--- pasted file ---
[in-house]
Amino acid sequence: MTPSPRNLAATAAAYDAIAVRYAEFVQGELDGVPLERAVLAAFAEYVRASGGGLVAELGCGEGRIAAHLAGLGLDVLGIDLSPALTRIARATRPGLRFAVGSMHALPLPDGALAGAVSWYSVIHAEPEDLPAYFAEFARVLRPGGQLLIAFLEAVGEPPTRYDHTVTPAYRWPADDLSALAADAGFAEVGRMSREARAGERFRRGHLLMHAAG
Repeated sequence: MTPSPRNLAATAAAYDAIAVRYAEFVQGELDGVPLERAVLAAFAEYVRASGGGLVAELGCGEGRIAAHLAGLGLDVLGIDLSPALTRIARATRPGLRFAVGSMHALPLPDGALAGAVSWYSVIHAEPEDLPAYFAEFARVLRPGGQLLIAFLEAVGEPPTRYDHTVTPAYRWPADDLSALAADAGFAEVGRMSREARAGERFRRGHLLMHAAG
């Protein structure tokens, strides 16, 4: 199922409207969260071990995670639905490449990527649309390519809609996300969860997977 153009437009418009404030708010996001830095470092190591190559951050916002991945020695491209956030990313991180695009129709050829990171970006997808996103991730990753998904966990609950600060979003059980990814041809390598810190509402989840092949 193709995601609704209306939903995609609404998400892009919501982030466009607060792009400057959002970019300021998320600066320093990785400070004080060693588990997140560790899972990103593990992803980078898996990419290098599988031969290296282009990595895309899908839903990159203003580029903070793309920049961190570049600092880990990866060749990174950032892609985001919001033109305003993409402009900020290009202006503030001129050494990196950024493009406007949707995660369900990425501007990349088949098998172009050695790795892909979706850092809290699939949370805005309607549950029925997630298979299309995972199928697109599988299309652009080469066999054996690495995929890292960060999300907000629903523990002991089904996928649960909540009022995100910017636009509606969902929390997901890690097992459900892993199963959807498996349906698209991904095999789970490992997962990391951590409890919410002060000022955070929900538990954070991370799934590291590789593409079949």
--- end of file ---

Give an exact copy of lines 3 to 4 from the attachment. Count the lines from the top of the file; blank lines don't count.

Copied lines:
Repeated sequence: MTPSPRNLAATAAAYDAIAVRYAEFVQGELDGVPLERAVLAAFAEYVRASGGGLVAELGCGEGRIAAHLAGLGLDVLGIDLSPALTRIARATRPGLRFAVGSMHALPLPDGALAGAVSWYSVIHAEPEDLPAYFAEFARVLRPGGQLLIAFLEAVGEPPTRYDHTVTPAYRWPADDLSALAADAGFAEVGRMSREARAGERFRRGHLLMHAAG
């Protein structure tokens, strides 16, 4: 199922409207969260071990995670639905490449990527649309390519809609996300969860997977 153009437009418009404030708010996001830095470092190591190559951050916002991945020695491209956030990313991180695009129709050829990171970006997808996103991730990753998904966990609950600060979003059980990814041809390598810190509402989840092949 193709995601609704209306939903995609609404998400892009919501982030466009607060792009400057959002970019300021998320600066320093990785400070004080060693588990997140560790899972990103593990992803980078898996990419290098599988031969290296282009990595895309899908839903990159203003580029903070793309920049961190570049600092880990990866060749990174950032892609985001919001033109305003993409402009900020290009202006503030001129050494990196950024493009406007949707995660369900990425501007990349088949098998172009050695790795892909979706850092809290699939949370805005309607549950029925997630298979299309995972199928697109599988299309652009080469066999054996690495995929890292960060999300907000629903523990002991089904996928649960909540009022995100910017636009509606969902929390997901890690097992459900892993199963959807498996349906698209991904095999789970490992997962990391951590409890919410002060000022955070929900538990954070991370799934590291590789593409079949």